ANC spends R9.1m to protect one VIP, spending only R1 500 on you – DA

ANC spends R9.1m to protect one VIP, spending only R1 500 on you – DA

National Police Commissioner General Khehla John Sitole. Picture: Jacques Nelles

The opposition alleges that disappointing crime stats suggest the ruling party has its priorities backwards.

In the wake of the release of disappointing crime stats on Tuesday by Police Minister Bheki Cele and his team in parliament, which saw a jump in the overall murder rate, the DA has again slammed the ANC for allegedly failing to keep the country safe.

Gareth Newham from the Institute for Security Studies, however, said following the release of the stats that he was nevertheless impressed with the forthrightness of the new SAPS management, who he said had taken an evidence-based approach to fighting crime and were being honest about the challenge facing the country.

However, DA MP Dianne Kohler Barnard said she was concerned that government was planning to cut back on police staff to save money, despite the fact that violent crime had increased.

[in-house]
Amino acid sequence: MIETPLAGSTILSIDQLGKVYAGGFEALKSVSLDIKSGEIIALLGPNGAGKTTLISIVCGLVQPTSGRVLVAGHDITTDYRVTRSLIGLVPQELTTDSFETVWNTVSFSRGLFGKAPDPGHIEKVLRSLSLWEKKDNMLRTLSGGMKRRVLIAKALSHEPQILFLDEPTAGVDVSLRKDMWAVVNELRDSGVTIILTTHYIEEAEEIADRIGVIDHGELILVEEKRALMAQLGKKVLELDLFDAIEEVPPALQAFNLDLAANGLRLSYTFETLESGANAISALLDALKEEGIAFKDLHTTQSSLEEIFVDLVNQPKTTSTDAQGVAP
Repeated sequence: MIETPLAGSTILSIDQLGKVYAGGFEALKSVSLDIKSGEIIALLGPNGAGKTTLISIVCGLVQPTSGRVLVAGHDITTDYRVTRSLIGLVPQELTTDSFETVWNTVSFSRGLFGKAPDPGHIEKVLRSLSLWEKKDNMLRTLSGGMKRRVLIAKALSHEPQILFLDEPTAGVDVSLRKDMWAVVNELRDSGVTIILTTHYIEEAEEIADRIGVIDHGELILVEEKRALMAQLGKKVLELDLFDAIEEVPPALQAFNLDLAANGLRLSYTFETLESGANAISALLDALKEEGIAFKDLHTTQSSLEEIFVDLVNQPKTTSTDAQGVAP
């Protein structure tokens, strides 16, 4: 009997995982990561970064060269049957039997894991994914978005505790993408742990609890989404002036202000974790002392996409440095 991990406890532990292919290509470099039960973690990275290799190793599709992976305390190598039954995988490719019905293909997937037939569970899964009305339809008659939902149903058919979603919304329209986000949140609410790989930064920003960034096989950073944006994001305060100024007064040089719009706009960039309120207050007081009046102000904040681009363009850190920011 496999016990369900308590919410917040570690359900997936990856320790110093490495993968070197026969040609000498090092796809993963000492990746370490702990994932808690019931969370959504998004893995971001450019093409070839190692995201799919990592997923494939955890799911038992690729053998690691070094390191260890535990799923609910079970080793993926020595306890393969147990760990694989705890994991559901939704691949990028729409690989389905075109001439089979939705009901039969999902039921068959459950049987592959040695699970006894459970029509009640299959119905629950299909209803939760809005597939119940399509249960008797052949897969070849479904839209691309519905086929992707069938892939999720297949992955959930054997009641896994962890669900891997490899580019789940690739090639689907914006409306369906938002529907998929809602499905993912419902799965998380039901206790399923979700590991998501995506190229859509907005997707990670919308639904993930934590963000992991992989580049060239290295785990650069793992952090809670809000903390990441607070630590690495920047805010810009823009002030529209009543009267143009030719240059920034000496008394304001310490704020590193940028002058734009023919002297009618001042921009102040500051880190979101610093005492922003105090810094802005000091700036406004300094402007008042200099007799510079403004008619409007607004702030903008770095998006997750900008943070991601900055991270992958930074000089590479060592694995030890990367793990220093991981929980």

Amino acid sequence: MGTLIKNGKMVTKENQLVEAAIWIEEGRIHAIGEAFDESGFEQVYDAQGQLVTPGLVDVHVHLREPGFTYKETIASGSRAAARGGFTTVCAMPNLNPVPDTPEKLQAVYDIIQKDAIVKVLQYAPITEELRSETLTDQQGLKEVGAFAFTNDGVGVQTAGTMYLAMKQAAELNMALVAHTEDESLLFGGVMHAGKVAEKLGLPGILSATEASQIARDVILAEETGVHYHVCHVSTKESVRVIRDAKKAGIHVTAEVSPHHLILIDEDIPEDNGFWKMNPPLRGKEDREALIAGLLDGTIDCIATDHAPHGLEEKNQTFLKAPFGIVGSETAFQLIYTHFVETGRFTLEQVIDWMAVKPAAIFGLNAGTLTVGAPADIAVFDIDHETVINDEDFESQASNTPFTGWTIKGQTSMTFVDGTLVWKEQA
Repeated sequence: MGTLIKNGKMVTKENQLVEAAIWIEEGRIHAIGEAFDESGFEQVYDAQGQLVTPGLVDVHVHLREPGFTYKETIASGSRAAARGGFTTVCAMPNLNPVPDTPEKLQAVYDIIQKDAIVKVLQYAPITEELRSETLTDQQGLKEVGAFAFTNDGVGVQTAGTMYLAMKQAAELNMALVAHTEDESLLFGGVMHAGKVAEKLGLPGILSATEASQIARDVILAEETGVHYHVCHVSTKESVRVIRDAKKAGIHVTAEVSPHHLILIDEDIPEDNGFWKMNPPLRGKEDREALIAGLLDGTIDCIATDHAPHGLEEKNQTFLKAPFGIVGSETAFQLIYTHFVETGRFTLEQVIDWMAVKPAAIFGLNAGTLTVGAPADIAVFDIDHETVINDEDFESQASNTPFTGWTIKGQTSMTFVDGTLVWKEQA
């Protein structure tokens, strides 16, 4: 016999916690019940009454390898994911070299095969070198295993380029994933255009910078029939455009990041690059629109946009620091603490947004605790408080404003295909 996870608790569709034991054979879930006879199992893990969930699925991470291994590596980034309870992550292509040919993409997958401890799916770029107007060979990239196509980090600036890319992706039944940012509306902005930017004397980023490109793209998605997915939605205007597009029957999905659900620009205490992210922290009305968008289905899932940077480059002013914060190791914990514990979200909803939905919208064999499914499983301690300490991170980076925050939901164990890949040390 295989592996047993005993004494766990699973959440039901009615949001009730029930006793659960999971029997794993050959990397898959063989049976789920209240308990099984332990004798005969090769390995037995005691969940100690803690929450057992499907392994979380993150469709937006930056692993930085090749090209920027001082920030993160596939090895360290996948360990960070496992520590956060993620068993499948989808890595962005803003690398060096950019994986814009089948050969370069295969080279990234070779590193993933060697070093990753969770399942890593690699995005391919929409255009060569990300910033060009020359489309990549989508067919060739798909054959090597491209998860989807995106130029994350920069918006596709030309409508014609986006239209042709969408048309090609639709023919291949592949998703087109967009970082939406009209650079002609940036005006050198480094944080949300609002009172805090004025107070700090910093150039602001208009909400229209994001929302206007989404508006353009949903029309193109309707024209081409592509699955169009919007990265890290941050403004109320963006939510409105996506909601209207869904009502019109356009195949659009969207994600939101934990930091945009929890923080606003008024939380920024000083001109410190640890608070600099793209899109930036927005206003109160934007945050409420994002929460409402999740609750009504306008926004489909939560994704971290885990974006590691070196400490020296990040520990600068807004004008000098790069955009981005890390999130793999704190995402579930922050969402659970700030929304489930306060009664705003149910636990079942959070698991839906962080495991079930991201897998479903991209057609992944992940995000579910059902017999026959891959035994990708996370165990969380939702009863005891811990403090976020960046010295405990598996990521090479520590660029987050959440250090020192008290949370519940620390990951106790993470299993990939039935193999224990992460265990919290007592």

In a statement, DA shadow minister of police Zakhele Mbhele said the annual crime stats were “a devasting reminder of how the ANC government is losing the battle to keep South Africans safe”.

He said the party had its priorities wrong by allegedly spending an average of R9.1 million on protecting VIPs in government “but only R1 500 per South African resident” per year.

“It means that the ANC government is more interested in executive elite protection and comfort over the safety of our communities,” he added.

National police commissioner General Khehla Sitole had earlier revealed to parliament’s portfolio committee on police:

  • Murder had increased by 6.9% or by four more people per day. This meant 56 people were murdered in South Africa every day;
  • Rape had increased by 0.5%, or by seven more people per day, meaning that 109 people were raped every day;
  • Tesidential burglaries had decreased by 7.5%, but it still meant that 625 homes were burgled every day; and
  • Cash-in-transit heists had increased by 56.6%, which equated to almost one heist per day.

Mbhele said he accepted that “VIPs should receive a reasonable modicum of protection”, but it was unacceptable that the ANC had chosen to allocate billions to protect VIPs rather than increase what was being spent to keep ordinary South Africans safe.

“A significant amount of what is spent on VIPs could be invested to create a professional and effective police service which can turn the tide against crime in our country. Clearly, the ANC has no plan to fight crime.”

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